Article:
The use of electronics in measuring and monitoring human bodily function is already widespread in medical care, and personal data apps are proliferating. But how well can these electronics adapt to the dynamism of our bodies? After all, we come in all shapes and sizes, and our internal organs move and grow.
A new technology is being developed to respond to this challenge: stretchable electronics. This could lead to many more applications in the health industry, and enable better monitoring and more targeted and appropriate treatment.
The design – pioneered by materials scientist John Rogers of the University of Illinois, USA, and being commercialized by a company called MC10 – mimics the natural elasticity of the skin. The malleable product is 50-micrometers ‘thin’, with an adhesive polymer back, very similar in appearance to a medical plaster or band-aid, allowing for organic freedom of movement. The interface can expand and contract in line with organic bodily shifts, thus rendering the body almost unable to sense it, while retaining its technological integrity and performance. The potential scope for utilizing this technology is vast: it has already been used to detect chemicals in sweat, and for monitoring heart and muscle activity.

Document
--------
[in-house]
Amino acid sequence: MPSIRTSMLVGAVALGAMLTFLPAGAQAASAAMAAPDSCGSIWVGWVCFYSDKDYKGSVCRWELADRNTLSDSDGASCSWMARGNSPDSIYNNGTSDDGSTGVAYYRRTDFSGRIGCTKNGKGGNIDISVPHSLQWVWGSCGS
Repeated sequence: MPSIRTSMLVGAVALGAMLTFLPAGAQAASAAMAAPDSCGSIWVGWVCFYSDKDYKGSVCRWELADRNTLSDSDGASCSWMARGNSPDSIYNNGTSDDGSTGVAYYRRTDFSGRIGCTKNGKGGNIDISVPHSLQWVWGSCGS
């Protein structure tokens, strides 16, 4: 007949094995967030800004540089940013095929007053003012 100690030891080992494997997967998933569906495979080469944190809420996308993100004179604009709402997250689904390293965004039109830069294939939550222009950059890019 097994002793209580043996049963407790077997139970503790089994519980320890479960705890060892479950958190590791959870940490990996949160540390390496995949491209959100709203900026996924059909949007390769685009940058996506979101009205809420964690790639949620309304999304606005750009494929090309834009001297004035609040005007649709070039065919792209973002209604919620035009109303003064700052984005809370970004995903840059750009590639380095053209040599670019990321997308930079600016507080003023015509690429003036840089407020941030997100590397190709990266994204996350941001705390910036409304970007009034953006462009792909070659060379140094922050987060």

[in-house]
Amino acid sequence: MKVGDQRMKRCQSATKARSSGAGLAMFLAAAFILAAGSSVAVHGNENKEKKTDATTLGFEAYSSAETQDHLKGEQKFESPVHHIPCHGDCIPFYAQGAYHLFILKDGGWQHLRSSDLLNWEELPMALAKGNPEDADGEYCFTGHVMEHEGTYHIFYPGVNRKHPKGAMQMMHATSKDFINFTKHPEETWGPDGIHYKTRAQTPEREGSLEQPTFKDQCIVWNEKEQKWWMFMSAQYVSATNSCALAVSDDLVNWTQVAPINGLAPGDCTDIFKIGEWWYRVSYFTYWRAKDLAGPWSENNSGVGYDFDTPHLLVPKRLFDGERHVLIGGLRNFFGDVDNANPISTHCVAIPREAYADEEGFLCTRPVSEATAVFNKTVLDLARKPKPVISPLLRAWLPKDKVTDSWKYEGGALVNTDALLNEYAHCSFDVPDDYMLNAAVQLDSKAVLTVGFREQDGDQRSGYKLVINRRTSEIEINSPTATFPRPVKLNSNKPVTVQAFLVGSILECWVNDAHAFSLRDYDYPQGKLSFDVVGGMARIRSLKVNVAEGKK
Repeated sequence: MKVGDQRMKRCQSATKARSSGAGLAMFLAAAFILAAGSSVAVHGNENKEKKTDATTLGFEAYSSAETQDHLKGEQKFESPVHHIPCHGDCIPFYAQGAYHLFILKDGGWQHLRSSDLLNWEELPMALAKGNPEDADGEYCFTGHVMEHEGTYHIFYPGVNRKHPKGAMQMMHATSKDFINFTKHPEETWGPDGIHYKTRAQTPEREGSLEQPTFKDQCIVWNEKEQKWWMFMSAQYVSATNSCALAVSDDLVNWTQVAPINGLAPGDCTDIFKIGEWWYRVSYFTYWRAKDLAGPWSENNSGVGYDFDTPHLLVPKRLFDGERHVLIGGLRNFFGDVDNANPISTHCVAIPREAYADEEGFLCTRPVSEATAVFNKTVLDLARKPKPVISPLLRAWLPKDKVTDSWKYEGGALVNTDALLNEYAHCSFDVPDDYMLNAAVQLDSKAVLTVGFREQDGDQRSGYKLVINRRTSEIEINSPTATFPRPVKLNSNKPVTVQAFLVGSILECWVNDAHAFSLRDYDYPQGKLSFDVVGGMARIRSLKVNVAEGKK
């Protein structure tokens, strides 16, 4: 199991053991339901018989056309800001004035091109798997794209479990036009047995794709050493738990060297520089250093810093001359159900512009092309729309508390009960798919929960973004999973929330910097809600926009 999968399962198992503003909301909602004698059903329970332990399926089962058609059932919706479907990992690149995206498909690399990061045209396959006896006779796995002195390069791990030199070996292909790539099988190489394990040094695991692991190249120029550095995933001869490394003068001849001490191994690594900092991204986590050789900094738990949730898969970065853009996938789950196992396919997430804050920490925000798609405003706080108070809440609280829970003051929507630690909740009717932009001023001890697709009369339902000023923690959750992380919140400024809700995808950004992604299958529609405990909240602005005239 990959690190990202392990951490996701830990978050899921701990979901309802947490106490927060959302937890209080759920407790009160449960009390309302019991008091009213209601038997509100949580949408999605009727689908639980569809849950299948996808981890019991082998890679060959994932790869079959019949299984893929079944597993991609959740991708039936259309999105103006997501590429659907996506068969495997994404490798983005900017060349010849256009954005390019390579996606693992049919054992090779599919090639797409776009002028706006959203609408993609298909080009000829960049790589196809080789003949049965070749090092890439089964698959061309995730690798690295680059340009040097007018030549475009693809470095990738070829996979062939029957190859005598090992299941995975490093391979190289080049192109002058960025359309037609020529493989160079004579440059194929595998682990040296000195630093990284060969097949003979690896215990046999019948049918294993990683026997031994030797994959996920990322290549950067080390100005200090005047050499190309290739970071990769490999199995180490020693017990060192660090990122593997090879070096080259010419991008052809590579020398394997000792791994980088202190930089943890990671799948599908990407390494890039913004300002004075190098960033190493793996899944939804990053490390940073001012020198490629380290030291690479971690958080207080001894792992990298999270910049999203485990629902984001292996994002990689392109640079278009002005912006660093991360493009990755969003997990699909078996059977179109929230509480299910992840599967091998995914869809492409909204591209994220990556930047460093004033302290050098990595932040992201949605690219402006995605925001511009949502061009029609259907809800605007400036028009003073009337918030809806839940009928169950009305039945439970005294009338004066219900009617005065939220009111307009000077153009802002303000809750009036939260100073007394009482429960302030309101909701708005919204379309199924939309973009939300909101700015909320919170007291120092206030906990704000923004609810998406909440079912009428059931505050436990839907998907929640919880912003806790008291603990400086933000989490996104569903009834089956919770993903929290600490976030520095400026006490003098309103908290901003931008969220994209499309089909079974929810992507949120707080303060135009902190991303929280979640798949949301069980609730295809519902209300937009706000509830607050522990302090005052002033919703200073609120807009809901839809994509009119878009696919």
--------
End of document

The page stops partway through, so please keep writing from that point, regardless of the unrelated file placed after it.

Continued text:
The technology combines the use of new stretchable polymers, gold electrodes, nanotechnology and smart phones to combine the medical technology with the constantly evolving information technology sphere, allowing individuals to monitor their own symptoms or progress. The stretchable hardware itself is cheap to produce, utilizing basic components such as electrodes and rechargeable batteries (depending on its role). The data collection and analysis is tackled later when the information is sent to smartphones and/or computers.